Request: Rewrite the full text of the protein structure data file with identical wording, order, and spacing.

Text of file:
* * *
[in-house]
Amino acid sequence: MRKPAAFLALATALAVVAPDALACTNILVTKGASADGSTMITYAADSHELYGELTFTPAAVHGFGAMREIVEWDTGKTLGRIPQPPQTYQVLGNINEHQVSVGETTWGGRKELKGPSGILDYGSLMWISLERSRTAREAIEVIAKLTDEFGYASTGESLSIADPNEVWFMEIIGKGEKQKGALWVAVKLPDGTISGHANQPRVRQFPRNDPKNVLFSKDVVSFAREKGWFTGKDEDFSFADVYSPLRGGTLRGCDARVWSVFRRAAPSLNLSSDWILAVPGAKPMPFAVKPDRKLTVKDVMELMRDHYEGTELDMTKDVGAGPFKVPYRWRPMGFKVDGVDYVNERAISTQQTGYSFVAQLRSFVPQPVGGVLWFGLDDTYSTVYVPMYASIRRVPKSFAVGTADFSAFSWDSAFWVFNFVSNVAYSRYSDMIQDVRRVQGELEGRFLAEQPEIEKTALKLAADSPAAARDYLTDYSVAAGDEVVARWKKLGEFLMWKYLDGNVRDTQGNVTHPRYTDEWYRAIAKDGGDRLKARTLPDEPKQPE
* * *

[in-house]
Amino acid sequence: MRKPAAFLALATALAVVAPDALACTNILVTKGASADGSTMITYAADSHELYGELTFTPAAVHGFGAMREIVEWDTGKTLGRIPQPPQTYQVLGNINEHQVSVGETTWGGRKELKGPSGILDYGSLMWISLERSRTAREAIEVIAKLTDEFGYASTGESLSIADPNEVWFMEIIGKGEKQKGALWVAVKLPDGTISGHANQPRVRQFPRNDPKNVLFSKDVVSFAREKGWFTGKDEDFSFADVYSPLRGGTLRGCDARVWSVFRRAAPSLNLSSDWILAVPGAKPMPFAVKPDRKLTVKDVMELMRDHYEGTELDMTKDVGAGPFKVPYRWRPMGFKVDGVDYVNERAISTQQTGYSFVAQLRSFVPQPVGGVLWFGLDDTYSTVYVPMYASIRRVPKSFAVGTADFSAFSWDSAFWVFNFVSNVAYSRYSDMIQDVRRVQGELEGRFLAEQPEIEKTALKLAADSPAAARDYLTDYSVAAGDEVVARWKKLGEFLMWKYLDGNVRDTQGNVTHPRYTDEWYRAIAKDGGDRLKARTLPDEPKQPE